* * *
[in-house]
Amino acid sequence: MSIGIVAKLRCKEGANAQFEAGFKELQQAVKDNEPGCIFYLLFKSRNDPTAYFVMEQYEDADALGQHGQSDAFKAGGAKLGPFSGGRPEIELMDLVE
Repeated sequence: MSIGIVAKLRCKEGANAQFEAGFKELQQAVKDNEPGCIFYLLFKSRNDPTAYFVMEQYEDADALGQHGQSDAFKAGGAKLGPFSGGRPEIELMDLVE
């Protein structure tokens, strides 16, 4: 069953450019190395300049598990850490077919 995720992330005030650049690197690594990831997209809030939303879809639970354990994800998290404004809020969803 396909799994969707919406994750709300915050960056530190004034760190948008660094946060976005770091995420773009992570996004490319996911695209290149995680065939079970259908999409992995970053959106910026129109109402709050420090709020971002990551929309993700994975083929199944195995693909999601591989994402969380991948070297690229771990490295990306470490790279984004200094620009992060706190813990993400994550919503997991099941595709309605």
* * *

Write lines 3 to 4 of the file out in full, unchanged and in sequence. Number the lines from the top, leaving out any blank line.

Repeated sequence: MSIGIVAKLRCKEGANAQFEAGFKELQQAVKDNEPGCIFYLLFKSRNDPTAYFVMEQYEDADALGQHGQSDAFKAGGAKLGPFSGGRPEIELMDLVE
């Protein structure tokens, strides 16, 4: 069953450019190395300049598990850490077919 995720992330005030650049690197690594990831997209809030939303879809639970354990994800998290404004809020969803 396909799994969707919406994750709300915050960056530190004034760190948008660094946060976005770091995420773009992570996004490319996911695209290149995680065939079970259908999409992995970053959106910026129109109402709050420090709020971002990551929309993700994975083929199944195995693909999601591989994402969380991948070297690229771990490295990306470490790279984004200094620009992060706190813990993400994550919503997991099941595709309605």